One of the best things I’ve learned as a blogger and online biz owner is to not do all the things all week long without any plan. To not jump from task to task, checking off items as they pop up. To be aware of what helps to grow my blog, boost my subscribers, engage my audience, and ultimately bring in customers and clients vs. what is taking away from my core goals.
Today I wanted to share the 10 most important weekly blogging tasks that help grow my online presence and will likely make a big impact on yours too!
1 | Write three blog posts
This is at the top of the list because providing value and sharing my expertise for FREE is a damn good way to get people excited about what I’m doing and transition them into clients and customers. It’s like testing a car before you buy it – you want to know what it’s like, if it’s a good fit, if you’re getting the most value for your money. And more content going out means more traffic, more subscribers, and more sales coming in!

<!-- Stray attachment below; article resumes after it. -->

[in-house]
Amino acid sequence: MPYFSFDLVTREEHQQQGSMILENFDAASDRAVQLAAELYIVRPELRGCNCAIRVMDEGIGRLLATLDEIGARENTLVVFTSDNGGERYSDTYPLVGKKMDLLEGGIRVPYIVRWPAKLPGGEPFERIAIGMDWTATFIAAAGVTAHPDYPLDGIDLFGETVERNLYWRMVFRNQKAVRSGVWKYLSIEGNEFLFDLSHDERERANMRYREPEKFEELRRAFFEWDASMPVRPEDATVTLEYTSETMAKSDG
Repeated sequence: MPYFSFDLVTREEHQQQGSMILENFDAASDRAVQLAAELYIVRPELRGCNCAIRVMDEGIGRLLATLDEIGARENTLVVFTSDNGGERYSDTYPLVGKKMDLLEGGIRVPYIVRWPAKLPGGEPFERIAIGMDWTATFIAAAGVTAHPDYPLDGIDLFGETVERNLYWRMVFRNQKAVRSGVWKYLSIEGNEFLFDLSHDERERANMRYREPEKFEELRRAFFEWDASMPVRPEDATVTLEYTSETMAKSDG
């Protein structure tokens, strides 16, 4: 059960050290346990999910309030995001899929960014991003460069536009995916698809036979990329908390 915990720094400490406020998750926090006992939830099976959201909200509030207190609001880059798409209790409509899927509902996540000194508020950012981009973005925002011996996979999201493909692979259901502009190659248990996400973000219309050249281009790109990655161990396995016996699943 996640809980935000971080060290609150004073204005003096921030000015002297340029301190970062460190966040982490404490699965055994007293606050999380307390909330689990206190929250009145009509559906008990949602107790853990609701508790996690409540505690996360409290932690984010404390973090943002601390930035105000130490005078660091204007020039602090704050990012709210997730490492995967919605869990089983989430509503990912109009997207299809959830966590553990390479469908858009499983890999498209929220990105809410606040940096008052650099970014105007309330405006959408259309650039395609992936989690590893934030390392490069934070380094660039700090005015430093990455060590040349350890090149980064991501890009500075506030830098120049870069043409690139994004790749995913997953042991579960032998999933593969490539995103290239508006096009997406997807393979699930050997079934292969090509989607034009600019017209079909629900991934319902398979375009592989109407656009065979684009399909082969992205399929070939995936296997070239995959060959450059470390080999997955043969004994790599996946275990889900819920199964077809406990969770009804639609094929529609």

2 | Send an email to my list
This is probably my most important point of contact each week. It’s easy for people to miss my social media posts or end up too busy to scroll through their blog reader to notice my post among dozens, but if I show up in their inbox they’re unlikely to miss it. Connecting with my subscribers on a weekly basis and sharing actionable info not only helps build trust and connection, but keeps non-content emails (like product launches, webinars, and other promotional content) from seeming abrupt or out of the blue. If people get used to hearing from you on a weekly basis, it won’t be such a shock when they receive extra emails during a launch.
3 | Share my content on social media